Now on to being busy with the next thing. I was addicted to the one thing I said was driving me nuts. Unfortunately that was the only speed I knew and I couldn’t seem to change lanes.
But people will wear busyness like a trendy coat that wouldn’t keep a menopausal woman warm in the middle of a hot flash. It makes no sense but everyone else has one and we want to fit in. Maybe everyone else knows something we don’t.
Busyness isn’t life-giving or nourishing. It is Doritos and Dr. Pepper. It is fried Twinkies and Twizzles. It may count as food but you’ll be left feeling empty…
Art, music, theater, good food, new perspectives, fresh ideas – that’s what fills the seats. People will stand in line for three weeks to get the newest innovation from Apple. We will spend our children’s college fund to see Chris Stapleton or Chris Martin from the front row. We will walk 27 miles around the Louvre to see the Mona Lisa. The beauty that comes from authenticity and wonder fills us up. Not completed to-do lists.
Creativity is in all of us; we just need to know where to look, which box to unpack. When meditation takes the clutter of busy to the curb, creativity gets its own room.
Arianna Huffington’s book, Thrive, makes a compelling case for the impact of meditation through the experiences of some of our greatest minds…
“Steve Jobs, a lifelong practitioner of meditation, affirmed the connection between meditation and creativity: ‘If you just sit and observe, you will see how restless your mind is. If you try to calm it, it only makes it worse, but over time it does calm, and when it does, there’s room to hear more subtle things – that’s when your intuition starts to blossom and you start to see things more clearly and be in the present more. Your mind slows down, and you see a tremendous expanse in the moment. You see so much more than you could see before.” (p. 47)
Creativity has come to visit me in forms I didn’t anticipate and I am embracing it; writing and journaling, origami and art, photography and painting. You may not stand in line during a tropical storm to see my creations but that is not the point. Chasing away ‘busy’ in favor of curiosity is vital to life, business, relationships, gratitude; it matters immensely and I want my guest room to be ready when it stops by for a visit.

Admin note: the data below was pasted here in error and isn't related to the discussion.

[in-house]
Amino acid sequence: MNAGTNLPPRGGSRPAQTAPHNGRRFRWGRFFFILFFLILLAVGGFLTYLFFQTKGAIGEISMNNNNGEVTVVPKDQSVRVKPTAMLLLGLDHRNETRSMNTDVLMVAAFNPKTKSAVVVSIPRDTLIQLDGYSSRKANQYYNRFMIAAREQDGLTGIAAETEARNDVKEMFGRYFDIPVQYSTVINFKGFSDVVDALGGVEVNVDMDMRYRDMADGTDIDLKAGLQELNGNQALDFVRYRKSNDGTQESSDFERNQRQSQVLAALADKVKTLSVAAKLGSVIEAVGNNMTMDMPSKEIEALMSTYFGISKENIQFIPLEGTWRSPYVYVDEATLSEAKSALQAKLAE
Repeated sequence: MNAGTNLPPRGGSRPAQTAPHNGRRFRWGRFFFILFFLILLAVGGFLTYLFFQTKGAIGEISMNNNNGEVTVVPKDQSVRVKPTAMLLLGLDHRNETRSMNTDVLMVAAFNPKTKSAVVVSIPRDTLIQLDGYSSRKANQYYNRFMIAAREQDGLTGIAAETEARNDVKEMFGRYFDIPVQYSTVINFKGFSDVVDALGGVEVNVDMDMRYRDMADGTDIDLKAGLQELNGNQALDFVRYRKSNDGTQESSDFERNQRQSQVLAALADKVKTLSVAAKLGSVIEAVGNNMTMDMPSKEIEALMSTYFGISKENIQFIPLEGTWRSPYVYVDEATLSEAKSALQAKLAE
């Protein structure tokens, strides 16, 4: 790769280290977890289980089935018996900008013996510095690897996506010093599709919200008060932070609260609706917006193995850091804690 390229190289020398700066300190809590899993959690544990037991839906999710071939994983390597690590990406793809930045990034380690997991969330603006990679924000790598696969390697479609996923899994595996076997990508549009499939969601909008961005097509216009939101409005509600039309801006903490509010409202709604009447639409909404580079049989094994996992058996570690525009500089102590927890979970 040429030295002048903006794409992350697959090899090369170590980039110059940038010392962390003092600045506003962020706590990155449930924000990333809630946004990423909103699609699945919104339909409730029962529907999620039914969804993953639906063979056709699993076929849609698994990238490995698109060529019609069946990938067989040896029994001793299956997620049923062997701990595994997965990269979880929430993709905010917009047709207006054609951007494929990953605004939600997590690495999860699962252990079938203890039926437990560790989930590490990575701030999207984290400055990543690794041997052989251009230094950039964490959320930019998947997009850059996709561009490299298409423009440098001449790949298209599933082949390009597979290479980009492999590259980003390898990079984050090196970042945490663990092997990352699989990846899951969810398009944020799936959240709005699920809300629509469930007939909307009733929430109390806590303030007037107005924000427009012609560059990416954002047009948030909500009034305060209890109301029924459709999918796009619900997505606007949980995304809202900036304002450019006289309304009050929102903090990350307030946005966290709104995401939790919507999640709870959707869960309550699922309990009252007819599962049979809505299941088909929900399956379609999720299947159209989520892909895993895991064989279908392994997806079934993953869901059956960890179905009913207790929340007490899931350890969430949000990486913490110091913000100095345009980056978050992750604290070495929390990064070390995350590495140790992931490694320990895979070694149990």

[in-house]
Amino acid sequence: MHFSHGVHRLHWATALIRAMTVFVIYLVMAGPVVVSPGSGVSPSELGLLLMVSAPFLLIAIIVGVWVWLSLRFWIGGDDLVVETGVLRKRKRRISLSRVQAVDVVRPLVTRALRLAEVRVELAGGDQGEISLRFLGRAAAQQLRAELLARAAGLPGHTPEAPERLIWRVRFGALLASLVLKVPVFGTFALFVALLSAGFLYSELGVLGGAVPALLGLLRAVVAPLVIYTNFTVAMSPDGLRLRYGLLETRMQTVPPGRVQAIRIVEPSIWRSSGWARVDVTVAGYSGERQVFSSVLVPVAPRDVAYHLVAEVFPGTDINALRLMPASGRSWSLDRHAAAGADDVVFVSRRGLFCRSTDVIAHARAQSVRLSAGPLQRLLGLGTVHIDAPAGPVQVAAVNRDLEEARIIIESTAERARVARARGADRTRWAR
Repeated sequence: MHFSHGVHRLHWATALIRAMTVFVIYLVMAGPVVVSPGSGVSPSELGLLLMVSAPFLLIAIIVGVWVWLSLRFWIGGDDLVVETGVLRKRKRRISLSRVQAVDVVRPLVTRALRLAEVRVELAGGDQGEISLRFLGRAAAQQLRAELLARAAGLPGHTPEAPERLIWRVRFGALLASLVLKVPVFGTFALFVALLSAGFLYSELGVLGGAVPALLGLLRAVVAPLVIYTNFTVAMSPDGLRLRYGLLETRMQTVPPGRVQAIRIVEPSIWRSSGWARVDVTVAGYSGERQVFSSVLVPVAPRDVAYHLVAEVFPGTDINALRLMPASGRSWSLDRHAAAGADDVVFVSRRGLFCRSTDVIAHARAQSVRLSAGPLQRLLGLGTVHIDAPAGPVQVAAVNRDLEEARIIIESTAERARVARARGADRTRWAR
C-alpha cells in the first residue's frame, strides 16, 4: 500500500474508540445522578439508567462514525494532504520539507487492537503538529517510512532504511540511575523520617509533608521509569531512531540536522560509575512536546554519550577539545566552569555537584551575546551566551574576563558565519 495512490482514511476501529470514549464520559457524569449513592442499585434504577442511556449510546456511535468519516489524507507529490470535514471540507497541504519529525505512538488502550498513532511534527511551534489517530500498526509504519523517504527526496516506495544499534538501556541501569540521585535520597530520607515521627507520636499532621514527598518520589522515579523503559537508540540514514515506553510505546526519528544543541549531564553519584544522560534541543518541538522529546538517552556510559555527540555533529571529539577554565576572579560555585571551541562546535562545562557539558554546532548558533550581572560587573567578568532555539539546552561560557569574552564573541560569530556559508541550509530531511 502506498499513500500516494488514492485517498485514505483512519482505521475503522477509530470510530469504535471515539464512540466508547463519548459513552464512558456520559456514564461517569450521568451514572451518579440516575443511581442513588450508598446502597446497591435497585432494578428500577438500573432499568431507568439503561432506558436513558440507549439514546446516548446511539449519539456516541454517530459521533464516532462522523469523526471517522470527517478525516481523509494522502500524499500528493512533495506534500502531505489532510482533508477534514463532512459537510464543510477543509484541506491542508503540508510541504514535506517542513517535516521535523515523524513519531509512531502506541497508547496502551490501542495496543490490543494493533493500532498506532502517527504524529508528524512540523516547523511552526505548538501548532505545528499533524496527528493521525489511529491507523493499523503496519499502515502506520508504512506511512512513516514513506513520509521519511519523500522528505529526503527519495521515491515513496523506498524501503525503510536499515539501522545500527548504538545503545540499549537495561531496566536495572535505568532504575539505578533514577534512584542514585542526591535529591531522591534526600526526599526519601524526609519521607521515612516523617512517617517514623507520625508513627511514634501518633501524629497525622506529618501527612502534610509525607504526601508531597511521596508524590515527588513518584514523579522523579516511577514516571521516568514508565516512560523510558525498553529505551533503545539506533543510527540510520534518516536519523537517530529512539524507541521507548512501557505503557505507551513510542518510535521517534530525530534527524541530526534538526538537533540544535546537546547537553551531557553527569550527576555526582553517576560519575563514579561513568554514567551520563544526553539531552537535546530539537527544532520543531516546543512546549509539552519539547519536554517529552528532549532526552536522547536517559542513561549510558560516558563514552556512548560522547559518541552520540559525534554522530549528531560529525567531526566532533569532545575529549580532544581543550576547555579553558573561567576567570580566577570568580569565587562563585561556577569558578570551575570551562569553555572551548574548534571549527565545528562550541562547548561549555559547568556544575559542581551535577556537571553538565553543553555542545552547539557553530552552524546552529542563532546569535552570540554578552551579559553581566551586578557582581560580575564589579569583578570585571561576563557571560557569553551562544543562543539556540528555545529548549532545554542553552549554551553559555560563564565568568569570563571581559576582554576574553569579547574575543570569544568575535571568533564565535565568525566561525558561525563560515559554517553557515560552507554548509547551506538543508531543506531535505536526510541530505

I can redecorate and let all the old furnishings go to Goodwill.
Somehow the slow, methodical pace of creating a focus and then using my hands to bring a crane to life is calming my mind. By letting the lists and emails and conversations go, the space is now available for new, better, cozier couches that invite communion and rest.
If I think back on the worry and negativity that I allowed occupancy, I can see how quickly meditation and mindfulness has already transformed my living space.
Apologizes that were never given by people I trusted and who let me down are no longer needed. I set that expectation down and it no longer gets a seat at the dinner table.
The qualms over job titles or hierarchies have moved down the street to someone else’s neighborhood. Others do not define me. I give my own performance reviews now and I am on my way to earning an exemplary rating.
The amount of the direct deposit every two weeks does not define my worth. If I never earn that level of pay again, my value does not change. I am opening up rooms for welcomed guest like generosity, creativity, and gratitude. My stock is measured in goodness levels not profit gains.
So I may not be the same goal slayer as before but I am slaying my old life built on sticks and sand in favor of a mindful house constructed from the longest lasting materials.
Only the well-behaved toddlers get to run around in this house and I have some delicious new-aged Koolaid to serve them when they get thirsty.